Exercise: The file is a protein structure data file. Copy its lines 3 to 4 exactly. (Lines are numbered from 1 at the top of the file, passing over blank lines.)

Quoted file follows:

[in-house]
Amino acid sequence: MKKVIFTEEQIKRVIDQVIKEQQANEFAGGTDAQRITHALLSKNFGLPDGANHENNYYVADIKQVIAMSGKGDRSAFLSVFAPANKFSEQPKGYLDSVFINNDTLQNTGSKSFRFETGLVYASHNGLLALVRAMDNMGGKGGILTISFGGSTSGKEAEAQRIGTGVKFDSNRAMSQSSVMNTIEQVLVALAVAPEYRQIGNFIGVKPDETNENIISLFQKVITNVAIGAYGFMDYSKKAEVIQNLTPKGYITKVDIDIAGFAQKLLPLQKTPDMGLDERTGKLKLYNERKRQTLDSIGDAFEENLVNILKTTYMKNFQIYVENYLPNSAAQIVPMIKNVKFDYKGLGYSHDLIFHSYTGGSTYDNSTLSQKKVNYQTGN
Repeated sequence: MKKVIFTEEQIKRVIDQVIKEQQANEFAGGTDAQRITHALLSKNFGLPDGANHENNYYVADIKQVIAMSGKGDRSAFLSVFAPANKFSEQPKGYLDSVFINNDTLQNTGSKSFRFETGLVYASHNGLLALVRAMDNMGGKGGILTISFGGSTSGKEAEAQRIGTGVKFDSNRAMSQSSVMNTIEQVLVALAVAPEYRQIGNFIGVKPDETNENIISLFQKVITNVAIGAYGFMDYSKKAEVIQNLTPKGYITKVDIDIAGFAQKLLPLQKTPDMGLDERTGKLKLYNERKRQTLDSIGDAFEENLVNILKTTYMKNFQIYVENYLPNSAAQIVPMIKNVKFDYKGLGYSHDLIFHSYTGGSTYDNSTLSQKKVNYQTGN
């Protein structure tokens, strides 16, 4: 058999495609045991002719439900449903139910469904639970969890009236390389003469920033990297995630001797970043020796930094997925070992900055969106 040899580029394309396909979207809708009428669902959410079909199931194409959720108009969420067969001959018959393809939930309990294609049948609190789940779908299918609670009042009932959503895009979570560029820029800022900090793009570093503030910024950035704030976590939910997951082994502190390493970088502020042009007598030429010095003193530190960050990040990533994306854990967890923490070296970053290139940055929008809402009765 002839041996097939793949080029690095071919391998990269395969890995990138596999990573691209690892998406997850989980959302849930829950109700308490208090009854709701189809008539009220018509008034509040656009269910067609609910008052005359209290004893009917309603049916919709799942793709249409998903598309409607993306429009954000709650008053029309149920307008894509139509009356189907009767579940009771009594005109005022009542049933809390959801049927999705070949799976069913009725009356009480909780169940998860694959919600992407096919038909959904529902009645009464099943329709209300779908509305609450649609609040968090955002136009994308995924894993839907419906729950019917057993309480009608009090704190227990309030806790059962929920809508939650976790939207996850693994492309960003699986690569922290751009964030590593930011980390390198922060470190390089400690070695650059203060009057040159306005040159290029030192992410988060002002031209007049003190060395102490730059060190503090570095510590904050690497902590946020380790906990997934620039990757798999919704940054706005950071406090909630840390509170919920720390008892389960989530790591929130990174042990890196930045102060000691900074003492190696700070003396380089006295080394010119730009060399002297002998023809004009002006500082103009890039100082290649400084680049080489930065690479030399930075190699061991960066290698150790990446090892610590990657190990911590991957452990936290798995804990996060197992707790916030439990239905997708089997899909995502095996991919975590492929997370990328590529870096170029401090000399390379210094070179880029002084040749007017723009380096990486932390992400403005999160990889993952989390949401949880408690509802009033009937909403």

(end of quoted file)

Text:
Repeated sequence: MKKVIFTEEQIKRVIDQVIKEQQANEFAGGTDAQRITHALLSKNFGLPDGANHENNYYVADIKQVIAMSGKGDRSAFLSVFAPANKFSEQPKGYLDSVFINNDTLQNTGSKSFRFETGLVYASHNGLLALVRAMDNMGGKGGILTISFGGSTSGKEAEAQRIGTGVKFDSNRAMSQSSVMNTIEQVLVALAVAPEYRQIGNFIGVKPDETNENIISLFQKVITNVAIGAYGFMDYSKKAEVIQNLTPKGYITKVDIDIAGFAQKLLPLQKTPDMGLDERTGKLKLYNERKRQTLDSIGDAFEENLVNILKTTYMKNFQIYVENYLPNSAAQIVPMIKNVKFDYKGLGYSHDLIFHSYTGGSTYDNSTLSQKKVNYQTGN
């Protein structure tokens, strides 16, 4: 058999495609045991002719439900449903139910469904639970969890009236390389003469920033990297995630001797970043020796930094997925070992900055969106 040899580029394309396909979207809708009428669902959410079909199931194409959720108009969420067969001959018959393809939930309990294609049948609190789940779908299918609670009042009932959503895009979570560029820029800022900090793009570093503030910024950035704030976590939910997951082994502190390493970088502020042009007598030429010095003193530190960050990040990533994306854990967890923490070296970053290139940055929008809402009765 002839041996097939793949080029690095071919391998990269395969890995990138596999990573691209690892998406997850989980959302849930829950109700308490208090009854709701189809008539009220018509008034509040656009269910067609609910008052005359209290004893009917309603049916919709799942793709249409998903598309409607993306429009954000709650008053029309149920307008894509139509009356189907009767579940009771009594005109005022009542049933809390959801049927999705070949799976069913009725009356009480909780169940998860694959919600992407096919038909959904529902009645009464099943329709209300779908509305609450649609609040968090955002136009994308995924894993839907419906729950019917057993309480009608009090704190227990309030806790059962929920809508939650976790939207996850693994492309960003699986690569922290751009964030590593930011980390390198922060470190390089400690070695650059203060009057040159306005040159290029030192992410988060002002031209007049003190060395102490730059060190503090570095510590904050690497902590946020380790906990997934620039990757798999919704940054706005950071406090909630840390509170919920720390008892389960989530790591929130990174042990890196930045102060000691900074003492190696700070003396380089006295080394010119730009060399002297002998023809004009002006500082103009890039100082290649400084680049080489930065690479030399930075190699061991960066290698150790990446090892610590990657190990911590991957452990936290798995804990996060197992707790916030439990239905997708089997899909995502095996991919975590492929997370990328590529870096170029401090000399390379210094070179880029002084040749007017723009380096990486932390992400403005999160990889993952989390949401949880408690509802009033009937909403």